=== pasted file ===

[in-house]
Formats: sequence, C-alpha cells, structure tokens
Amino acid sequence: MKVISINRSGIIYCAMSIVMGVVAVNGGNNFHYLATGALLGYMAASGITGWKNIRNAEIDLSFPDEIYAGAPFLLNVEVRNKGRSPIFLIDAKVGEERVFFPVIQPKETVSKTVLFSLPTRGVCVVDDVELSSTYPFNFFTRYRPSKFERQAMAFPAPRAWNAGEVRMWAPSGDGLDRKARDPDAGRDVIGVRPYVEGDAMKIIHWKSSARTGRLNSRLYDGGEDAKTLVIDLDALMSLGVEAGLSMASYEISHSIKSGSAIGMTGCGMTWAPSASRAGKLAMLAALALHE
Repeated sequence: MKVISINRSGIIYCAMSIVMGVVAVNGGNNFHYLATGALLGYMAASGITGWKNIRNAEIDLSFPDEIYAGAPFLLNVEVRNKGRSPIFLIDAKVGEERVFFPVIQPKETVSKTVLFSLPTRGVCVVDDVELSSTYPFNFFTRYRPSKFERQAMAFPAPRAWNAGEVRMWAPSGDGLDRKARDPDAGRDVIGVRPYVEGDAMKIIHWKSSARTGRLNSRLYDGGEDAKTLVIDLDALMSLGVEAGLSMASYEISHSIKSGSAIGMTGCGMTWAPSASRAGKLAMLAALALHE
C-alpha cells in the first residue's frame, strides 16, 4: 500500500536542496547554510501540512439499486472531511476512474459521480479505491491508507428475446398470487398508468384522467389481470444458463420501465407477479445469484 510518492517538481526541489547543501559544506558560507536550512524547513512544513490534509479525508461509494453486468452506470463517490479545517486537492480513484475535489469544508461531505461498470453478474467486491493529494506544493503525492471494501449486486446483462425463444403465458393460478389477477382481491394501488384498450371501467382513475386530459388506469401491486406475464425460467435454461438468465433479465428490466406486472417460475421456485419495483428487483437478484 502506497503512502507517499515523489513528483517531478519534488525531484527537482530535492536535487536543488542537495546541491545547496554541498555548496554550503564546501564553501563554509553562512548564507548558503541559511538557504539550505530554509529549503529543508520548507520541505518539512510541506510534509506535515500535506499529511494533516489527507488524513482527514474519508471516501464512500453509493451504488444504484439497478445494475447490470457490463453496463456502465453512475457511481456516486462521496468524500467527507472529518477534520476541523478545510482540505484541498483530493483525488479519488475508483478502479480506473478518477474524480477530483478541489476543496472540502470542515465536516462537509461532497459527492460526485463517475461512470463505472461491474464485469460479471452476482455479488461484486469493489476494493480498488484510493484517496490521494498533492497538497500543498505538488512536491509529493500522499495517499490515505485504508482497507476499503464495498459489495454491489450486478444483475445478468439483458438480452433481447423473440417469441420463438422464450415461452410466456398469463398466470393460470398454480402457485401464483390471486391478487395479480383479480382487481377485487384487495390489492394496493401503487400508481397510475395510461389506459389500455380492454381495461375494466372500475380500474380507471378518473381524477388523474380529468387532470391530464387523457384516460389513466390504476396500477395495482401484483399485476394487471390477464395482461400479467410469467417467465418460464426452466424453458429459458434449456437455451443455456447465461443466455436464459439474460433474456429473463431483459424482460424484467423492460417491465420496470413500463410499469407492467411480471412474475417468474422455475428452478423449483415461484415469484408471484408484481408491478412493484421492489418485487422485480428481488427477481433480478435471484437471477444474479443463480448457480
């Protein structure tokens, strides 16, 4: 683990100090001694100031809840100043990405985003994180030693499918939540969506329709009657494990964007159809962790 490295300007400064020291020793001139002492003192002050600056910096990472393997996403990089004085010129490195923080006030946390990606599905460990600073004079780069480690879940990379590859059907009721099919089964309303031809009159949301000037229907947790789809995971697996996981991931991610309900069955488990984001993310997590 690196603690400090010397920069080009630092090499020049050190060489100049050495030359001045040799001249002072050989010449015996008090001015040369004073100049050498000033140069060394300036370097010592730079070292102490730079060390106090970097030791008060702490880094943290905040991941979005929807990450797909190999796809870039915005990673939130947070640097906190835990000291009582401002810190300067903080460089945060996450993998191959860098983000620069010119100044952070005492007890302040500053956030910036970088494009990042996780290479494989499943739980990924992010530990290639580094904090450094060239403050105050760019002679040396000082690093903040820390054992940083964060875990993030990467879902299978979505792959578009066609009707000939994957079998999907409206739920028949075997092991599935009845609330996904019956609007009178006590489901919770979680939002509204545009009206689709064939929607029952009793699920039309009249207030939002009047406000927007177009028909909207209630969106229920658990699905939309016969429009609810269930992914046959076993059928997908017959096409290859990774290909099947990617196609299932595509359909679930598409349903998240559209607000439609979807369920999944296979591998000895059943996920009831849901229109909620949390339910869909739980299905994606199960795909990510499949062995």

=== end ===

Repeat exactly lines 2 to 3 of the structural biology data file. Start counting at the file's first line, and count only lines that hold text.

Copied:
Formats: sequence, C-alpha cells, structure tokens
Amino acid sequence: MKVISINRSGIIYCAMSIVMGVVAVNGGNNFHYLATGALLGYMAASGITGWKNIRNAEIDLSFPDEIYAGAPFLLNVEVRNKGRSPIFLIDAKVGEERVFFPVIQPKETVSKTVLFSLPTRGVCVVDDVELSSTYPFNFFTRYRPSKFERQAMAFPAPRAWNAGEVRMWAPSGDGLDRKARDPDAGRDVIGVRPYVEGDAMKIIHWKSSARTGRLNSRLYDGGEDAKTLVIDLDALMSLGVEAGLSMASYEISHSIKSGSAIGMTGCGMTWAPSASRAGKLAMLAALALHE